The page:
Simply put, metadata enables you to gain broader and deeper insights by looking at the usage and summary of your data. As metadata surrounds raw data, it sheds light on a wider sphere of activity, thereby expanding the context of analysis. The result is that the model of the customer, the process or other interactions becomes richer and can tell us more about the past and the future.
One example of metadata in action is Amazon.com’s anticipatory shipping. By watching how customers interact with items in their carts, Amazon has a pretty good idea when someone is going to make a purchase. The signals in the metadata (viewing the item, reading reviews, going back to the page, interacting with the shopping cart) provide enough assurance to support moving the item in question to a warehouse near the customer. That practice is not exclusive to Amazon, and given web logs, ecommerce metadata is certainly there for the taking.
We’re All in the Metadata Business
In “Using Metadata to Find Paul Revere,” Kieran Healy, a professor of sociology at Duke University, showed how the British Crown could have used metadata available at the time to identify Paul Revere as a revolutionary. On a more amorous note, UCLA math student Chris McKinlay used metadata to find a compatible woman through OkCupid.
In financial services, there’s a governance, risk and compliance angle to metadata. At a recent banking tech conference, one of the speakers voiced the need for granular details about metadata. Banks are under tremendous pressure to comply with new and ever changing regulations. In some cases, banks are required to explain exactly how they derived their analytical results, answering questions that include: Where did the source data come from? Did the processing use a join, a filter or a merge? What algorithm was used? Which predictive model? How many versions of the data exist? Which data set was ultimately used to derive the result?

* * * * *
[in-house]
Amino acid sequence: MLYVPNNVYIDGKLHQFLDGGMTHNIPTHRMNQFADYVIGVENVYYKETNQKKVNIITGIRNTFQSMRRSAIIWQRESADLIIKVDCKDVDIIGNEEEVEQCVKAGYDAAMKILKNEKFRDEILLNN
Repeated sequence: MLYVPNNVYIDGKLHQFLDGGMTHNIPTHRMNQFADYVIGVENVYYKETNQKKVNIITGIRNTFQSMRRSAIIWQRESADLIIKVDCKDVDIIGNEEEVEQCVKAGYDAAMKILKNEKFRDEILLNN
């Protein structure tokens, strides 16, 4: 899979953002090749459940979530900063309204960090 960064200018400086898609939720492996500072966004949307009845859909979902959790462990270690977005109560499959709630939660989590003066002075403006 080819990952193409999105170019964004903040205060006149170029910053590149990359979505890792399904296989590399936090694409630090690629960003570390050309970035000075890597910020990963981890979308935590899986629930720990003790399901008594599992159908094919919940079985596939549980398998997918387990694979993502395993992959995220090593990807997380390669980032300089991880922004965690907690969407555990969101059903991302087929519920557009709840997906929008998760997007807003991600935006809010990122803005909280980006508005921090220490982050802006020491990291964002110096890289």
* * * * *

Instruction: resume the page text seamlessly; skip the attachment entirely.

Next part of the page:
Here in Silicon Valley, new tech startups are building products to help organizations and consumers make sense of their metadata, and improve their businesses and lives through their use of data. The potential for metadata to support better operations, better personal well being and better fidelity is unlimited.
Fitbit, Jawbone and Nike Fuel all track what we do, and also when and where we do it—expanding raw data from an accelerometer to generate reminders to exercise and offering analysis on the quality of our sleep. The Nest acquisition by Google and other investments in the Internet of Things movement are motivated not only by the value of such core businesses, but more importantly by the value and ability of sensors to provide a better understanding of how people live. In the manufacturing realm, ThingWorx was just acquired for its ability to create larger models and advanced automation systems out of metadata provided by sensors and industrial equipment.
As I’ve said before, we’re all in the data business. Of course Facebook and Twitter are in the data business. However, if you’re using data to gain insights and drive decisions, then you too are monetizing your data, and you too are in the business of data. Never mind about the elegance and effectiveness of your data repositories; the way to fully exploit and monetize that data is to build a smarter organization, to inform the models used to run your business and to increase the scope of what you know. That potential is powered by metadata.
About the Author
Gary Nakamura is the CEO of Concurrent, Inc. He joined Concurrent in January 2013 to lead Concurrent through its next phase of growth. Gary has a highly successful track record including significant contributions to the explosive growth of Terracotta where he was SVP & General Manager.